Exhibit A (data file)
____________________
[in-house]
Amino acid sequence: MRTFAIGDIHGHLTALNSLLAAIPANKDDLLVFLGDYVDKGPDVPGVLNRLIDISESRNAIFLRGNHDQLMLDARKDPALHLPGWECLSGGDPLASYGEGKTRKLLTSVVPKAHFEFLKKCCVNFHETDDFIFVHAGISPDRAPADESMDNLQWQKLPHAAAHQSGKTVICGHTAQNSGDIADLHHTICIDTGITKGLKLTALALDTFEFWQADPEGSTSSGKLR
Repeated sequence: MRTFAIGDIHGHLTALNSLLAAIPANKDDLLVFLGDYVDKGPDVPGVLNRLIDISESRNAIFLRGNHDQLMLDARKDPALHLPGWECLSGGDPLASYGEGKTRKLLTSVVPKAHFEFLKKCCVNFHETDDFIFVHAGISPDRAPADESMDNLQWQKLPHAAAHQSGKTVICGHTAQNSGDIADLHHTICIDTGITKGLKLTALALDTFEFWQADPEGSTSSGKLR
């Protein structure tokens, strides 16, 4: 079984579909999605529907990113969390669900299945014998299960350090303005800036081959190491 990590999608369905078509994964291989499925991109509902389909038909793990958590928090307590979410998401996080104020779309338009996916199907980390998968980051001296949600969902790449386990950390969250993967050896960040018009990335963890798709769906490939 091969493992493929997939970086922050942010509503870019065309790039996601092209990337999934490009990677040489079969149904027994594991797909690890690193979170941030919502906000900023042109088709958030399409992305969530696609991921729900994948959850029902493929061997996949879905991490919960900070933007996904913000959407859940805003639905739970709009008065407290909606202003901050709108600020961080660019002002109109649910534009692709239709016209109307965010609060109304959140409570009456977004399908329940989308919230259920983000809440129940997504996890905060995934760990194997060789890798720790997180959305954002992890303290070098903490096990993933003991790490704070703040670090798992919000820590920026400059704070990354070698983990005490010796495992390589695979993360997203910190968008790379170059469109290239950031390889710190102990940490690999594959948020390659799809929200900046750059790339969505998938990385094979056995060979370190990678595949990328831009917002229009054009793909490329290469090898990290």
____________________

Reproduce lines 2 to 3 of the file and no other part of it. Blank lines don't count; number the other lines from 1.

Amino acid sequence: MRTFAIGDIHGHLTALNSLLAAIPANKDDLLVFLGDYVDKGPDVPGVLNRLIDISESRNAIFLRGNHDQLMLDARKDPALHLPGWECLSGGDPLASYGEGKTRKLLTSVVPKAHFEFLKKCCVNFHETDDFIFVHAGISPDRAPADESMDNLQWQKLPHAAAHQSGKTVICGHTAQNSGDIADLHHTICIDTGITKGLKLTALALDTFEFWQADPEGSTSSGKLR
Repeated sequence: MRTFAIGDIHGHLTALNSLLAAIPANKDDLLVFLGDYVDKGPDVPGVLNRLIDISESRNAIFLRGNHDQLMLDARKDPALHLPGWECLSGGDPLASYGEGKTRKLLTSVVPKAHFEFLKKCCVNFHETDDFIFVHAGISPDRAPADESMDNLQWQKLPHAAAHQSGKTVICGHTAQNSGDIADLHHTICIDTGITKGLKLTALALDTFEFWQADPEGSTSSGKLR